But the damage has undeniably been done to me. I am self aware enough to realize that. I do not automatically seek company in the same way others around me do when they have something on their minds. But this conflicts with my need to not be alone. I am afraid something might happen to me, something deserving for all those years I stayed silent and let myself be violated. I also feel like I’m ruined for any future intimate relationships, if I ever get the chance to be in one. I feel like I cannot give anything of myself to whomever decides I’m worthy of tender, loving care.

And when I think about this, whenever I battle the darkness that nips at my mind, threatening to overwhelm me, I try to save myself by telling myself I don’t care. But that’s never really true. It wasn’t true when I started telling myself this lie, and it certainly isn’t true now that I have liberated myself. But it’s much easier to pretend, isn’t it?

Written by Harry


About shakespeareanwalter

Walt Shakes(@Walt_Shakes) is an award-winning Nigerian writer, poet and veteran blogger. He is a lover of the written word. the faint whiff of nature, the flashing vista of movies, the warmth of companionship and the happy sound of laughter.

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8 comments

  1. The things people can’t say
    The memories they try to kill
    The people they want to forgive
    I pray you completely heal, Harry.

  2. Wow!! Sad….

  3. I’m speechless!
    Everytime I read stories like this…….. I don’t know, I just don’t know. I’ll never understand this brand of evil. This morning I read a story where a man sexually molested three of his nieces. Three oooo. In his mind now he was having a threesome. Three little underage girls and he forcefully stole their innocence.
    There really are some brands of evil I’ll always have a hard time forgiving, this tops the list.

  4. This whole thing just rips off one’s heart and crushes one’s soul from deep inside! The mere horror of it is mighty unfathomable! He was just a child…a baby!

    Ebiere, Deji and the monstrous lots of ’em perverts have it coming! Our sins always, ALWAYS find us out when we least expect it! Karma’s crazy that way!

    I am however super happy that Harry’s unloading….voicing out ’bout the heinous crimes commited him by those beasts and ridding himself of all that burden and poison! I pray he comes back from these harrowing experiences in due time, enough to move past them and really live life to its very fullest!

    Thanks for taking back control Harry, its brave that you can even open up to talk ’bout this. I hope you find the closure that you need and a new lease on life, I fervently wish for you. You’ll be mighty fine….you’ll see! ??

  5. This is just awful in ways I can’t even begin to imagine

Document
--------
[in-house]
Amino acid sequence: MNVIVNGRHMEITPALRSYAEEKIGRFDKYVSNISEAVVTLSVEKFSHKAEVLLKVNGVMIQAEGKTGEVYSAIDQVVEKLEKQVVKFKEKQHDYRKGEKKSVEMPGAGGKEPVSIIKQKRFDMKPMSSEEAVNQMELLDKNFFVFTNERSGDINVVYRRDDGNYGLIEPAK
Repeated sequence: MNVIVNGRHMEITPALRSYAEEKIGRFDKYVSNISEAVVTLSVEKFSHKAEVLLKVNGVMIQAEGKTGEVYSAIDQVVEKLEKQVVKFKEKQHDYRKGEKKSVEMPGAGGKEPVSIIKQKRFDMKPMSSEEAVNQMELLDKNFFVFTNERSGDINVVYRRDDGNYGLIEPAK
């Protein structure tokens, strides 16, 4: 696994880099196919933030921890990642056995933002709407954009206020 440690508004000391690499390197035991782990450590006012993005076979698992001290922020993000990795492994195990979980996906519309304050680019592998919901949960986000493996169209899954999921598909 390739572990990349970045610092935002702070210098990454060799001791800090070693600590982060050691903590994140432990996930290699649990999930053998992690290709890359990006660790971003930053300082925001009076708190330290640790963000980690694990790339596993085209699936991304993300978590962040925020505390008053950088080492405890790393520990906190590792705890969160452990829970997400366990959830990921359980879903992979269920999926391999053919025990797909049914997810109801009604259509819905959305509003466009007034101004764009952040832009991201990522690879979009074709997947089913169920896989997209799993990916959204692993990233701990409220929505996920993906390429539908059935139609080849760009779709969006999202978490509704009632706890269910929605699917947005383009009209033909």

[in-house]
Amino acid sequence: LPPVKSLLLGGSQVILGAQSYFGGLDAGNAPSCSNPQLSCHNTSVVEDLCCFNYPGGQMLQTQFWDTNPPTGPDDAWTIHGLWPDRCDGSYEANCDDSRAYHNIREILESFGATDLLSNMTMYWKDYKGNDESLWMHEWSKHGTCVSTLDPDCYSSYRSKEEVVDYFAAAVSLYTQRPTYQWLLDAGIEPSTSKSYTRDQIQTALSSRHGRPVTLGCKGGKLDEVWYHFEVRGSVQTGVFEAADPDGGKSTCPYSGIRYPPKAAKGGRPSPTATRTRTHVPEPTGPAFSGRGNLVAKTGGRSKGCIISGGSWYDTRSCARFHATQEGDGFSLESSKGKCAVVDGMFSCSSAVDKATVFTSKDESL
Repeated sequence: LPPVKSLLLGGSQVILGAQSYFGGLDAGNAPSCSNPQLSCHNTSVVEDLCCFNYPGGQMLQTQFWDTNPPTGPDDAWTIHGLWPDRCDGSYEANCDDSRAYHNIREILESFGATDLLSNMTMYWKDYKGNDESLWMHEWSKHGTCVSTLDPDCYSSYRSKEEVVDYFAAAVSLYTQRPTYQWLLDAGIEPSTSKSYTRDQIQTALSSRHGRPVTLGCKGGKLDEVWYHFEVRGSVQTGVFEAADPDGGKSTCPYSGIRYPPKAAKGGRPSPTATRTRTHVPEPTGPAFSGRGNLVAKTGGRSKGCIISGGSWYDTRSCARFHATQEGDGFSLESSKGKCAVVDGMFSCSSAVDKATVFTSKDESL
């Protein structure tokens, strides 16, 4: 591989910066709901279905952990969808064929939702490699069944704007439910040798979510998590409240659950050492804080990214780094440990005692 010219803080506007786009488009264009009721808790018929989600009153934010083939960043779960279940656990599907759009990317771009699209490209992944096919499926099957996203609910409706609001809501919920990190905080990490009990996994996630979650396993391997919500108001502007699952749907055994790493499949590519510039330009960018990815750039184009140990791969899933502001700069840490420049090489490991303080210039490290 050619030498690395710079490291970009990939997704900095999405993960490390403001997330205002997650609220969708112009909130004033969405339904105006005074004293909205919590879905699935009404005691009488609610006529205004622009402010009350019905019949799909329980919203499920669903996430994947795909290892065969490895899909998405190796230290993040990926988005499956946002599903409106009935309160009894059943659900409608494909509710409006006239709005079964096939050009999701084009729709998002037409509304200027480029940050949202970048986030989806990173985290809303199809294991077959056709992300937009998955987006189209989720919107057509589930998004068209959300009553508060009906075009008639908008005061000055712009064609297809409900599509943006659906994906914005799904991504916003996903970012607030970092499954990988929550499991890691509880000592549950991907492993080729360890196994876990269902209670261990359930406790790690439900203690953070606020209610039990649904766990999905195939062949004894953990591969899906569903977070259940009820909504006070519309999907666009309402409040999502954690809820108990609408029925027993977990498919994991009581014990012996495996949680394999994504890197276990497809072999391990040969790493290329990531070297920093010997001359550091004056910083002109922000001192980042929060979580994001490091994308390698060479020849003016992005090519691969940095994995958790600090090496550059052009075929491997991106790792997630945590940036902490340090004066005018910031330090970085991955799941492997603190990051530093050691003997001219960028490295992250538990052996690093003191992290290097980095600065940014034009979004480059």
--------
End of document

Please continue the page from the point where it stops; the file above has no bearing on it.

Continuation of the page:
6. This is just heartbreaking. All the more so cos they’re familiar stories, familiar scenes. The ones ‘they’ trust and may even call you a liar for speaking out against them.

    I’m so sorry you had to go thru this and kudos for being able to talk about it.

    One day, I’ll have same strength, to speak about similar events that broke a young girl, me.

  7. Wow!
    I have heard and “seen” a lot, still, I am stunned.
    On some level, I want to blame parents – who are so trusting, so carefreely thrusting their children into available hands. Being a parent demands putting children first: these are destinies placed in their hands, and their actions and inactions all add up to fulfill or derail these.

    There is so much evil in this world, and parents shouldn’t relax one bit! Take your children with you everywhere; ask direct questions regarding abuse; tell them that talking to you about their bad experiences protects them and trumps any promises made or threats received from outside. Parents should do everything possible to protect their kids…

    …and if they can’t, then they simply shouldn’t have kids. We shouldn’t have kids simply because it’s what society expects or simply because it seems to be the logical next step after marriage or for whatever flimsy reasons there are.

    I’m glad the writer has found courage to talk about it; to break the bonds of silence and oppression: this is the first step to healing. Next steps include (but not limited to): consciously taking positive steps to forming deep, positive and fruitful relationships; changing the narrative and building a positive self esteem, refusing to define himself by his experiences; seeking out kindred spirits and sources of help and strength; talking to a professional if the need arises; not surrendering to self pity or blame game and taking it one day at a time – not setting too high goals at a time, but breaking it into small achievable chunks.
    The future is bright: hold on to its light amidst the darkness, and let it guide you home.